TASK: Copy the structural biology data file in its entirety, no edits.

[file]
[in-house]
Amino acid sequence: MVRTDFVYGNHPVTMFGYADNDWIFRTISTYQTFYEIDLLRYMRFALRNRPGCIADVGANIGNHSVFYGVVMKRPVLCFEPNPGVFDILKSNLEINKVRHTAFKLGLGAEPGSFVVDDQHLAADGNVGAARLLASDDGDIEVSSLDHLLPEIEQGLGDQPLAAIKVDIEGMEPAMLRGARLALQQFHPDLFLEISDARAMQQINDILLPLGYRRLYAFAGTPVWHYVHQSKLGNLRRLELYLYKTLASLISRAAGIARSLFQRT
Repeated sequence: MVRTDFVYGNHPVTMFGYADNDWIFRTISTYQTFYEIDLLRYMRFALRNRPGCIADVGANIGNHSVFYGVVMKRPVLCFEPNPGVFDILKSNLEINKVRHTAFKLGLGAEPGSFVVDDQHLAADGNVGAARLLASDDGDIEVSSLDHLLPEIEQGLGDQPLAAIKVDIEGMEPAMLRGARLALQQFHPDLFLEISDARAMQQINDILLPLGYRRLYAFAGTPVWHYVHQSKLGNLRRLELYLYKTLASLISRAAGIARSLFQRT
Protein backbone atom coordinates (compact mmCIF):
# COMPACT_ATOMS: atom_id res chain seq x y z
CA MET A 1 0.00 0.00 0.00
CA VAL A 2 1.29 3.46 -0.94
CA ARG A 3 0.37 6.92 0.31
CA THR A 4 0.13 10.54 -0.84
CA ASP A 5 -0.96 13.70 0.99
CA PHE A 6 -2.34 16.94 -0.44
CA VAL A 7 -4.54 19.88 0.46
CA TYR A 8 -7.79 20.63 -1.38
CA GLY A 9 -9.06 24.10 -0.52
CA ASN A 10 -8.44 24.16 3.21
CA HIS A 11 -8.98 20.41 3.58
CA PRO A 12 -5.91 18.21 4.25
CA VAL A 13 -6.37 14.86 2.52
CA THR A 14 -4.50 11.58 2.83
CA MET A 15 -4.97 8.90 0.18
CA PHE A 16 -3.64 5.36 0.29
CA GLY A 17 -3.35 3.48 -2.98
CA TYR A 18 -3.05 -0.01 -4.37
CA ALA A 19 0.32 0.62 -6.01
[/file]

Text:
[in-house]
Amino acid sequence: MVRTDFVYGNHPVTMFGYADNDWIFRTISTYQTFYEIDLLRYMRFALRNRPGCIADVGANIGNHSVFYGVVMKRPVLCFEPNPGVFDILKSNLEINKVRHTAFKLGLGAEPGSFVVDDQHLAADGNVGAARLLASDDGDIEVSSLDHLLPEIEQGLGDQPLAAIKVDIEGMEPAMLRGARLALQQFHPDLFLEISDARAMQQINDILLPLGYRRLYAFAGTPVWHYVHQSKLGNLRRLELYLYKTLASLISRAAGIARSLFQRT
Repeated sequence: MVRTDFVYGNHPVTMFGYADNDWIFRTISTYQTFYEIDLLRYMRFALRNRPGCIADVGANIGNHSVFYGVVMKRPVLCFEPNPGVFDILKSNLEINKVRHTAFKLGLGAEPGSFVVDDQHLAADGNVGAARLLASDDGDIEVSSLDHLLPEIEQGLGDQPLAAIKVDIEGMEPAMLRGARLALQQFHPDLFLEISDARAMQQINDILLPLGYRRLYAFAGTPVWHYVHQSKLGNLRRLELYLYKTLASLISRAAGIARSLFQRT
Protein backbone atom coordinates (compact mmCIF):
# COMPACT_ATOMS: atom_id res chain seq x y z
CA MET A 1 0.00 0.00 0.00
CA VAL A 2 1.29 3.46 -0.94
CA ARG A 3 0.37 6.92 0.31
CA THR A 4 0.13 10.54 -0.84
CA ASP A 5 -0.96 13.70 0.99
CA PHE A 6 -2.34 16.94 -0.44
CA VAL A 7 -4.54 19.88 0.46
CA TYR A 8 -7.79 20.63 -1.38
CA GLY A 9 -9.06 24.10 -0.52
CA ASN A 10 -8.44 24.16 3.21
CA HIS A 11 -8.98 20.41 3.58
CA PRO A 12 -5.91 18.21 4.25
CA VAL A 13 -6.37 14.86 2.52
CA THR A 14 -4.50 11.58 2.83
CA MET A 15 -4.97 8.90 0.18
CA PHE A 16 -3.64 5.36 0.29
CA GLY A 17 -3.35 3.48 -2.98
CA TYR A 18 -3.05 -0.01 -4.37
CA ALA A 19 0.32 0.62 -6.01